This blog post was originally posted on the National Fund for Acquisitions Blog.
Handling a museum object is a magical thing. To feel the smooth surface of an 18th century horn cup and imagine all the clasped hands that have done the same before you or to feel the coarse fibres of a horse-hair whisk. These are the sensory experiences that can bring history to life. Cherished, abused, appreciated or ignored; the object you handle is part of the human story that we find endlessly fascinating.
I was lucky enough to hold an original manuscript of Robert Burns’ A Sonnet Upon Sonnetsvery recently and I will not soon forget the experience. Acquired with help from the National Fund for Acquisitions, it has been in the care of the museum since 1981. Looking at that carefully preserved manuscript, I felt myself drawn down a multitude of avenues of imagination beyond the ‘fourteen good measur’d verses’. Where was Burns when he wrote this? Head bent over his writing desk? Perhaps ensconced in a cosy inn after a hard day’s Excise duties? Did his hand slip and make that tiny smudge? I found myself wondering what inspired this outpouring of poetic playfulness.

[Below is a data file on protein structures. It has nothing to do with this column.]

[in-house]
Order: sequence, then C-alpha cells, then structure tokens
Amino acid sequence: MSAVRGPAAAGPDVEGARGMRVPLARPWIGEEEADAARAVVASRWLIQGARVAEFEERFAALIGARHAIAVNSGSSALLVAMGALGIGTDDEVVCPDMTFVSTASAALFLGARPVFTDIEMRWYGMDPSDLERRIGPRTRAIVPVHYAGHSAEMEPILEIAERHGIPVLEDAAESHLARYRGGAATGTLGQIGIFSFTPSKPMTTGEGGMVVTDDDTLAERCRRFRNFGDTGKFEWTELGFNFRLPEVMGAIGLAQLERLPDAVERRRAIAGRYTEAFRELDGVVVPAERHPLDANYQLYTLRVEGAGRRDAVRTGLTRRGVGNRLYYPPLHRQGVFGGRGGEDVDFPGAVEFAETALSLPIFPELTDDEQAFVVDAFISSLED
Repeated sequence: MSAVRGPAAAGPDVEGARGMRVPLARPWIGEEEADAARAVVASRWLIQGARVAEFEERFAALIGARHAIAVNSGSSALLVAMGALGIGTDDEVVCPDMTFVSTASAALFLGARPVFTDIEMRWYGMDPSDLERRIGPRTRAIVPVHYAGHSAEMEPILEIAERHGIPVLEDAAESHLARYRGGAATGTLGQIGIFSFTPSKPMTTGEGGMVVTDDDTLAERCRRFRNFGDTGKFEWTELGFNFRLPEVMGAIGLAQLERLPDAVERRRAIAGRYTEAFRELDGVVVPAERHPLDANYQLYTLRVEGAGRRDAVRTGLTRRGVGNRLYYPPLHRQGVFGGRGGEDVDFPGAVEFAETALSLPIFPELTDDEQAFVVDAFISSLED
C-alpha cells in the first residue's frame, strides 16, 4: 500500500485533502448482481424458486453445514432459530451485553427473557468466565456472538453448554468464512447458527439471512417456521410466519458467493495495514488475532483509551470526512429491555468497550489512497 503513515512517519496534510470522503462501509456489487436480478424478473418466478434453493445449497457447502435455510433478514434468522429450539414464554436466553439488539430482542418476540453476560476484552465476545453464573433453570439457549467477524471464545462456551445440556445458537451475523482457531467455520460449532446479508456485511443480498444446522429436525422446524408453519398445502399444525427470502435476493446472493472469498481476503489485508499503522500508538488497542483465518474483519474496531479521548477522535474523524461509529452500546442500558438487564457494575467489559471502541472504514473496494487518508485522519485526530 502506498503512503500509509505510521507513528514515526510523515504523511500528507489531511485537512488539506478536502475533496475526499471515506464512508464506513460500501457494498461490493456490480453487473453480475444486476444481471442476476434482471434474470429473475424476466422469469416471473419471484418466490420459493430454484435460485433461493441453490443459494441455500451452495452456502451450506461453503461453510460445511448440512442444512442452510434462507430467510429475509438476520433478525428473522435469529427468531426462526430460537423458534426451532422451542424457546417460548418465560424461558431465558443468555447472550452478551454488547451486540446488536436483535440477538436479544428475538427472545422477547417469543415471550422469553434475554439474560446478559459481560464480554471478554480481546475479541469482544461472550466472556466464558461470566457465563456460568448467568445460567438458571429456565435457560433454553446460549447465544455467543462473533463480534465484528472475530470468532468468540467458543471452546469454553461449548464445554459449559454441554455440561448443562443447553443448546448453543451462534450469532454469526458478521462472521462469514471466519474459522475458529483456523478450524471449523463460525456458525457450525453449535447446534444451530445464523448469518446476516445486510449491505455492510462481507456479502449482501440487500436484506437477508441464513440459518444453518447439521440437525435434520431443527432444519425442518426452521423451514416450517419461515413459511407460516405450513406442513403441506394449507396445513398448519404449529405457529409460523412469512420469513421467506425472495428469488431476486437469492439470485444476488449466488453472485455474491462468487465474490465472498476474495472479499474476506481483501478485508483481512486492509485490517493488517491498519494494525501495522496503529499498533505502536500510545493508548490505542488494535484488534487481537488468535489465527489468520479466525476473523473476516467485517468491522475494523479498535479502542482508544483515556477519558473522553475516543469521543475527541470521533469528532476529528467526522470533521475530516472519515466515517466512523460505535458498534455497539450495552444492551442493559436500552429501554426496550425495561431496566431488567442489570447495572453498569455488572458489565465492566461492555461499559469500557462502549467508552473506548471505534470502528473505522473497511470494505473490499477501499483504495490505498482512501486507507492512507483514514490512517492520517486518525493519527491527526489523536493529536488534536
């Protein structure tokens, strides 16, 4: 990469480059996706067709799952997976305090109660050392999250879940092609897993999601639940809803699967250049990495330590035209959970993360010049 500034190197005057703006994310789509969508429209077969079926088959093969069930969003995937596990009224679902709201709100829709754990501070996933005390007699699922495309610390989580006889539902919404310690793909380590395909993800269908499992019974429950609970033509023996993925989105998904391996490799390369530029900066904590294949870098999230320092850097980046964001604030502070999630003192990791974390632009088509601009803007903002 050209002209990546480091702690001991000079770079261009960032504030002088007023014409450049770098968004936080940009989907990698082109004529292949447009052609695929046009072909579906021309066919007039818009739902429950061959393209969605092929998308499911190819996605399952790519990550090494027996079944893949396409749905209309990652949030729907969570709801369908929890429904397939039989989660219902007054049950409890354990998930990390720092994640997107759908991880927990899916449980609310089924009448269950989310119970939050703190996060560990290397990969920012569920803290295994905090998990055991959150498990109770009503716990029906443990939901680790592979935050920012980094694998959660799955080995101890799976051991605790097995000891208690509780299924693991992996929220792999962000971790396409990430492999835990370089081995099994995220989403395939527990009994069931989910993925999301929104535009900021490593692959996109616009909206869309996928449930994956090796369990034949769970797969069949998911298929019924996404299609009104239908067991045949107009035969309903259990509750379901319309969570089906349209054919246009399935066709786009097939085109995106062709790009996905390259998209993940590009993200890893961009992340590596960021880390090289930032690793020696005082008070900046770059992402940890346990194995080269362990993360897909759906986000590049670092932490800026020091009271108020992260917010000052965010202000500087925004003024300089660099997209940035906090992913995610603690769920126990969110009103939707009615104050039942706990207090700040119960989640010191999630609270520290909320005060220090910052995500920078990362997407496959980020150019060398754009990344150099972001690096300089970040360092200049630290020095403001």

Written in 1788 – the year Burns married Jean Armour, two years after the Kilmarnock Edition had been published and the year in which he leased Ellisland Farm in Dumfries – the poem is an interesting departure from Burns’ usual style. His poems are not normally restricted in their length but he embraced the poetic convention of the sonnet wholeheartedly, playing with the genre seemingly for his own amusement. This was his first attempt at writing a sonnet and the result is a pleasing offering. Despite his fragmentary formal education, his passion for knowledge meant Burns had the capacity to play with poetry as he wished; a skill which only increased throughout his life.
Two hundred and twenty six years ago Robert Burns held this page and his quill scratched its way across its surface, each flourishing ‘f’ placed with care as inspiration flowed. It is remarkable that there is nothing crossed out and there are few, if any, mistakes. It is so tempting to try to read into the loops and bold strokes of his recognisable handwriting in an attempt to discover what made him tick. There is a confidence in the flamboyant strokes that seems to fit with Burns’ reputation as never one to shy away from speaking his mind and there is a precise assertiveness throughout.
There are certain things about museums that make them special places and keep people coming back for more. To get up close and personal with an original Burns poem is surely one of them.